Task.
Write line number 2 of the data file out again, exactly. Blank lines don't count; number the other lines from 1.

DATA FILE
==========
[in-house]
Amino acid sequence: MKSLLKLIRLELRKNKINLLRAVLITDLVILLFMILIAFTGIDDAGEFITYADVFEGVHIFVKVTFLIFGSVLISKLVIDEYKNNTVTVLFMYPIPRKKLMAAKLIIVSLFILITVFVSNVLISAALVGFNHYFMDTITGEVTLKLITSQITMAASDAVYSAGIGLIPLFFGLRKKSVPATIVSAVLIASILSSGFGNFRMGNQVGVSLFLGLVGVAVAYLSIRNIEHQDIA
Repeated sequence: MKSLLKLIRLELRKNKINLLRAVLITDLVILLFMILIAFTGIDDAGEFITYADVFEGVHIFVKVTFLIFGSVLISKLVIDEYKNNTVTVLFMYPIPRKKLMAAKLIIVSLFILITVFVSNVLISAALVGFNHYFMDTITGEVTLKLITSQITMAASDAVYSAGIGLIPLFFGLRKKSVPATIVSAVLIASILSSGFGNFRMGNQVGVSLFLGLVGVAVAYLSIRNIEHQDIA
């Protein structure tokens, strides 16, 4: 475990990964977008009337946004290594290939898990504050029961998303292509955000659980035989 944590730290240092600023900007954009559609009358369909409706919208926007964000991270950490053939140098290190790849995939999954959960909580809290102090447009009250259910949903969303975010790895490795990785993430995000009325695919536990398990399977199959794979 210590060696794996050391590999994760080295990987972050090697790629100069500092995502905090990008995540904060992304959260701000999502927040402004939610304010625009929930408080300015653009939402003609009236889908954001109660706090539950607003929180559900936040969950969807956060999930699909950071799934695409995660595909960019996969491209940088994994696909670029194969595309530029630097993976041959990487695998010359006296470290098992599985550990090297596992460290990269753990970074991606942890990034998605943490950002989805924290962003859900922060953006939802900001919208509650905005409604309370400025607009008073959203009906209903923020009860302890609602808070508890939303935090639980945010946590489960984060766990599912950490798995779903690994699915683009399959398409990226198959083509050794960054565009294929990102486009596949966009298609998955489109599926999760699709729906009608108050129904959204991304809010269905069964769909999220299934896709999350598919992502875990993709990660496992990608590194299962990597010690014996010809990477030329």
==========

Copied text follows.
Amino acid sequence: MKSLLKLIRLELRKNKINLLRAVLITDLVILLFMILIAFTGIDDAGEFITYADVFEGVHIFVKVTFLIFGSVLISKLVIDEYKNNTVTVLFMYPIPRKKLMAAKLIIVSLFILITVFVSNVLISAALVGFNHYFMDTITGEVTLKLITSQITMAASDAVYSAGIGLIPLFFGLRKKSVPATIVSAVLIASILSSGFGNFRMGNQVGVSLFLGLVGVAVAYLSIRNIEHQDIA